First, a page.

Ypres, the remains of the Cloth Hall, taken after the First World War in 1919, by Mary Olive Edis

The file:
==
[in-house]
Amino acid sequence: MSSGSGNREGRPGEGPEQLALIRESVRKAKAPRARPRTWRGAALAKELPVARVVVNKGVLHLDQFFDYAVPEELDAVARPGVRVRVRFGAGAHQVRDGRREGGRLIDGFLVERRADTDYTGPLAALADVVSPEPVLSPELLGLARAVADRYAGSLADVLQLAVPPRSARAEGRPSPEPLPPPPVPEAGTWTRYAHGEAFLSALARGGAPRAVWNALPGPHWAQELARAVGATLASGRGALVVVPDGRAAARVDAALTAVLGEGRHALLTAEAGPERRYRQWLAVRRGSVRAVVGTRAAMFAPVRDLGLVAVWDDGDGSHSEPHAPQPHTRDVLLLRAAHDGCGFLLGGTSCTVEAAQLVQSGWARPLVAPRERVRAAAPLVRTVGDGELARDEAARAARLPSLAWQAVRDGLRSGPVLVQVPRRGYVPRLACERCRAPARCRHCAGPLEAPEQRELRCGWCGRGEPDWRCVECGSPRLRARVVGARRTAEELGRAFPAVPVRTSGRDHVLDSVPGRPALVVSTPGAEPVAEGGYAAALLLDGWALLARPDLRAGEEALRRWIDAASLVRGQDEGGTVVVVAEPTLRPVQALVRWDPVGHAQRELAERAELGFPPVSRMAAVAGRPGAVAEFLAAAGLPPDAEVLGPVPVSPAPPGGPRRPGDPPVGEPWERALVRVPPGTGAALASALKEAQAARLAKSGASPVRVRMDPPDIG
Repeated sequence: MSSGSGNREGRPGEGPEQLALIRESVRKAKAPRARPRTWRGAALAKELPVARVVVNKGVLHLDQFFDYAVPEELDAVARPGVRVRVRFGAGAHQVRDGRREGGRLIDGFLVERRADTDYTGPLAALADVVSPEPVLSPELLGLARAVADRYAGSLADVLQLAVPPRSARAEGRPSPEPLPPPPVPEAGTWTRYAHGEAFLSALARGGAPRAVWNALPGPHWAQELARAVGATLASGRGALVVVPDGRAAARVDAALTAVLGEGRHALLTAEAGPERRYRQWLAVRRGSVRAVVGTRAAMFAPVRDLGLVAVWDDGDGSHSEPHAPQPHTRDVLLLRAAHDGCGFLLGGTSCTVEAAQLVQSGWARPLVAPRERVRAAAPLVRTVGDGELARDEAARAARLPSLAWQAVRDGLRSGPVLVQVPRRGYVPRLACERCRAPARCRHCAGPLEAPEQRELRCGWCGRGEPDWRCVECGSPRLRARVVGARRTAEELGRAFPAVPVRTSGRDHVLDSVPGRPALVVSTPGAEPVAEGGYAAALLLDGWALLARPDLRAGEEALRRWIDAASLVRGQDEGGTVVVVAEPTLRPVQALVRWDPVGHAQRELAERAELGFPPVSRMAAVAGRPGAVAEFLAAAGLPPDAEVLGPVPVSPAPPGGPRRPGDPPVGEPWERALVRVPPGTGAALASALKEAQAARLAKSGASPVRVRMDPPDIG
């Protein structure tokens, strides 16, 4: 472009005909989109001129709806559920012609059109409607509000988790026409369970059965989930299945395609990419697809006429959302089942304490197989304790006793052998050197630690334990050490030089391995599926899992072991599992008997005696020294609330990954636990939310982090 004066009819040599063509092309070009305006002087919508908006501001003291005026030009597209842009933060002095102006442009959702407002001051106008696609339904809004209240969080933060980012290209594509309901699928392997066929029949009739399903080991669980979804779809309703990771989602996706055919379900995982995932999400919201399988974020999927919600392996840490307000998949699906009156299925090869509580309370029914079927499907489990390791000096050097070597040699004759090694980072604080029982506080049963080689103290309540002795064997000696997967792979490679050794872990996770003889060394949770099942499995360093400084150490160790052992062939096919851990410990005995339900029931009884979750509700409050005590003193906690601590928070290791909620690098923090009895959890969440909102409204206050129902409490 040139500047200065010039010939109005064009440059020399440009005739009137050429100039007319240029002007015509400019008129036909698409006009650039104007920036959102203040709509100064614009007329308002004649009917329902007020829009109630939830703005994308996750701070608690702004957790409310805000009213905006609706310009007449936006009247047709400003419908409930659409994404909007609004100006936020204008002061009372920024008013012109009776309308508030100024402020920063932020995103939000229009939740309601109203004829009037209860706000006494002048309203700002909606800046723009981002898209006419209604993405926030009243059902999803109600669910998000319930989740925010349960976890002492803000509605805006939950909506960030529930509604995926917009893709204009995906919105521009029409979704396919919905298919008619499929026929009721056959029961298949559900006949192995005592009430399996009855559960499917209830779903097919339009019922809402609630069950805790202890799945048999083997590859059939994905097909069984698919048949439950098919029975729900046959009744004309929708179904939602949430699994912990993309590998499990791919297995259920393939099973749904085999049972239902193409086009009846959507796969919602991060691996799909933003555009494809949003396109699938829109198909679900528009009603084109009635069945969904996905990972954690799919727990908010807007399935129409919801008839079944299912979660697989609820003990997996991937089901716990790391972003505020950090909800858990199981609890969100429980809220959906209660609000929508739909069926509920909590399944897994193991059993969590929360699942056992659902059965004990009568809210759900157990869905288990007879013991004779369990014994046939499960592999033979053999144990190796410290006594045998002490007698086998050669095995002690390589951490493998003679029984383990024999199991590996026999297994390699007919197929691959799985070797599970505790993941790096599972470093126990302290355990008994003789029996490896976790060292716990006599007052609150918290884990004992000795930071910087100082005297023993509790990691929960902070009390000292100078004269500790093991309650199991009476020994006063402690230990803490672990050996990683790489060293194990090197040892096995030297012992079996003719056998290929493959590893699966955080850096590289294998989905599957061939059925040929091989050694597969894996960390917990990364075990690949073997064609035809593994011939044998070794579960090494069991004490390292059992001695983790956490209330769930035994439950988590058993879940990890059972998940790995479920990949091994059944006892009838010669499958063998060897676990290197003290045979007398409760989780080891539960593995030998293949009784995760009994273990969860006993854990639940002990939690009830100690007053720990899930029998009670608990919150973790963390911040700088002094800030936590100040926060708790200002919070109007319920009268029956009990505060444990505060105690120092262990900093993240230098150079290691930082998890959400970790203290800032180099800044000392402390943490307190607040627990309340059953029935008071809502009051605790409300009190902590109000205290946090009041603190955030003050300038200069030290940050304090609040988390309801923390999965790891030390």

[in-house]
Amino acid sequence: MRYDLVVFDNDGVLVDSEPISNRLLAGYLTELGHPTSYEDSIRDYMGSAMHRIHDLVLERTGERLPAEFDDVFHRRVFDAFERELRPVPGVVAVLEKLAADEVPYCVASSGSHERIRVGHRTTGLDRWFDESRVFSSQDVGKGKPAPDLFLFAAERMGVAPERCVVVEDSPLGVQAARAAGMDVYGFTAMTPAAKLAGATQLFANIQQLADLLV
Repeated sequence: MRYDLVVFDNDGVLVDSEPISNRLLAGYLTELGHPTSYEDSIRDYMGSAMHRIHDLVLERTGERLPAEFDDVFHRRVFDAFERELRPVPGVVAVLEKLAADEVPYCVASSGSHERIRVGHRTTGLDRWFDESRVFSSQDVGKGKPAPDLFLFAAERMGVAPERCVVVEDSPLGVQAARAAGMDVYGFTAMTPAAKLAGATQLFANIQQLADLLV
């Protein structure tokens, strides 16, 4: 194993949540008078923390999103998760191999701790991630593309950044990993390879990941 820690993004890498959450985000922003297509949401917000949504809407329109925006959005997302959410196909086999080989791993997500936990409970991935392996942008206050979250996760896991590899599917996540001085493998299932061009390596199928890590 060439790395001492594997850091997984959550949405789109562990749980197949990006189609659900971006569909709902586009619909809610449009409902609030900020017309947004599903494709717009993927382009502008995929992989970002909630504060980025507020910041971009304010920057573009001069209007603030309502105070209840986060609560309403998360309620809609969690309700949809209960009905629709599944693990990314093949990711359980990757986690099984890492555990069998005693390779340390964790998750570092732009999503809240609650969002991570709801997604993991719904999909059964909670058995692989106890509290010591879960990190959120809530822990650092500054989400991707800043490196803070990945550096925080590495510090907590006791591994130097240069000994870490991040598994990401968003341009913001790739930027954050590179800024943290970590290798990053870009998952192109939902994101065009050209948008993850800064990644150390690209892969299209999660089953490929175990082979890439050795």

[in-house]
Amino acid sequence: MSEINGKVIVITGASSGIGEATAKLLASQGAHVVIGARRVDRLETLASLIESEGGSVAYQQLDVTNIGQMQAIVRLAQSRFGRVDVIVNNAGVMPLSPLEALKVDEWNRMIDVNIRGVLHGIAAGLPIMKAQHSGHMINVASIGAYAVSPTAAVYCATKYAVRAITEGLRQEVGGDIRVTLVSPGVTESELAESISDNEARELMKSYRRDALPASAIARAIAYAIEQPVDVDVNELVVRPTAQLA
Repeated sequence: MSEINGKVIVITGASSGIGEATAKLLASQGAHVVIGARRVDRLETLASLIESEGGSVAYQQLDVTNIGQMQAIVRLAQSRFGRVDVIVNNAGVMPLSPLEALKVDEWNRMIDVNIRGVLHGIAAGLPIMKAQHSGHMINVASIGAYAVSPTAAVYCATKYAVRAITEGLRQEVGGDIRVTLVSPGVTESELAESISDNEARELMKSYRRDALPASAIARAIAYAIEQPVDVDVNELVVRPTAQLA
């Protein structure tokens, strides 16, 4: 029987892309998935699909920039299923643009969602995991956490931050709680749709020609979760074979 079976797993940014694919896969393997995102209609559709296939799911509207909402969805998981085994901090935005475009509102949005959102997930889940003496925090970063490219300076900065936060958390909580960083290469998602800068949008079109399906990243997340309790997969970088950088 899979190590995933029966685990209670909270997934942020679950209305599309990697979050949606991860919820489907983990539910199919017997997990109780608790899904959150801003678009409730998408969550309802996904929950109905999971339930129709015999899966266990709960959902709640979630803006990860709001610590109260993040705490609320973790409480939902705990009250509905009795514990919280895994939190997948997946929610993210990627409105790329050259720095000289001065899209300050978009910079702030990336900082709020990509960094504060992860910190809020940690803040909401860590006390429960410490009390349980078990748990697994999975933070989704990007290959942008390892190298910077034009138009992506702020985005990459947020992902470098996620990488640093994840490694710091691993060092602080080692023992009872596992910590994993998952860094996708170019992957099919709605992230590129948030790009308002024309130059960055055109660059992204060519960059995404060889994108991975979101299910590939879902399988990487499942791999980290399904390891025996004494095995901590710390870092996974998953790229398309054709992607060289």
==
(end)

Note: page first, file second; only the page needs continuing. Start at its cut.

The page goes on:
Olive Edis took up photography in 1900 and in 1905 opened a studio in Church Street, Sheringham. During her career she photographed a wide cross section of society, from local fishermen and their families to royalty and other influential people. She was a pioneer in several ways and in 1912 she became one of the first people to use autochromes, the first commercially available colour photographic process. In 1918 she was commissioned by the Imperial War Museum as the only official woman photographer to record the work of women in the armed forces in Flanders and France. This image forms part of the photographic collections of Cromer Museum.